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Bandpass Filters

Understanding Bandpass Filters

A bandpass filter is designed to pass a specified range of wavelengths with high transmittance while blocking all others. At Shanghai Optics we produce a variety of band-pass filters for various applications, including biotech, machine vision, laser line separation, spectral radiometry, and fluorescence applications.

 

 

Specifications of a Bandpass Filter

Bandpass filters are typically designated by the wavelength range they transmit, their passband. Aside from the passband wavelength, the three most important specifications of any bandpass filter are the center wavelength (CWL), the full width at half maximum (FWHM), and the peak transmission (T).

The center wavelength (CWL) of a bandpass filter is the wavelength at the center of the passband. The peak transmission (T) is the wavelength of light at maximum transmission. Finally, the full width at half maximum (FWHM) is the bandwidth at 50% of the maximum transmission.

Sometimes cut-on and cut-off wavelengths are used to describe the filter’s passband instead of FWHM and CWL.

The flatness of the filter’s passband is described as pass band ripple. Flat-top bandpass filter designs are more desirable but also more costly to manufacture, as they require more layers.

The transition from passband to blocked wavelengths of light is described by the edge steepness. If a filter has a steep edge, the transmission drops of quickly at the cut-off and cut-on wavelengths.

Types of Optical Bandpass Filters

Standard bandpass filters will have a passband in the 400-1100 nm range, and a full width at half maximum starting at around 10 nm. The sizes of our standard filters range from 2-90 mm. However, we can produce specialized bandpass filters per customer request if your application has special requirements.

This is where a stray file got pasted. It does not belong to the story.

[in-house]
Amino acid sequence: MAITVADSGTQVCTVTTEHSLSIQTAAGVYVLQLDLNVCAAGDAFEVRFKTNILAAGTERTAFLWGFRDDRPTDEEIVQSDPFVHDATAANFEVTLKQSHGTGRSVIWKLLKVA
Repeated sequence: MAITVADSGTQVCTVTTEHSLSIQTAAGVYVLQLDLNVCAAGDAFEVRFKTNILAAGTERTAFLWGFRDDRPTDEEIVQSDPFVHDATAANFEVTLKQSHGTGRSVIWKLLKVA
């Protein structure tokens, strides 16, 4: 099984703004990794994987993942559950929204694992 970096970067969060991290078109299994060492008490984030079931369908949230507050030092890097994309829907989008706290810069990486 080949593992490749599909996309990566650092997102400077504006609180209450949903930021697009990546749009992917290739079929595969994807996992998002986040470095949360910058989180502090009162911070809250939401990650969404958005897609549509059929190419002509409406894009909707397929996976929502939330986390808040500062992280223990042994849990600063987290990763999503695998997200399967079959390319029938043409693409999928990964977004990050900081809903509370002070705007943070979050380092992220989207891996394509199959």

The most commonly used optical bandpass filters are either all-dielectric or metal-dielectric. All–dielectric bandpass filters are designed with two reflecting mirrors with alternating high and low refractive index materials, and a dielectric spacer separates them. The properties of these filters depend on the number of reflective mirror layers and the thickness of the spacer. Metal-dielectric filters are similar, but they utilize metal spacers and are primarily used for UV bandpass filters.

Multiband filters are bandpass filters with several passbands: that is, a series of discrete high transmission and low transmission regions. They are used to combine multiple beams of light and can even be used to correct color blindness.

A narrowband filter provides high transmission over a narrow passband and dense blocking of other light. These narrow band filters are often used as clean up filters and to reduce cross talk between signals.

Bandpass filters for signal processing

To fully understand band-pass filters it helps to look at them in the general context of band-pass filters for signal processing. As such a band pass filter passes a certain frequency range while blocking others. In electronics, an active band pass filter circuit is known as second order filter since it is designed with two capacitors.

Active filters have a peak frequency response (resonant frequency) at the center frequency of their passband. The transfer function is defined as the output signal voltage divided by the input voltage in the complex plane. The bandwidth of the filter is defined as the difference between the upper and lower cutoff frequencies, and the quality factor is considered to be the ratio of the center frequency of the bandpass over the whole passband.

Please contact us to discuss your bandpass filter needs, to receive a catalogue of our on-shelf stock or to inquire about custom options.

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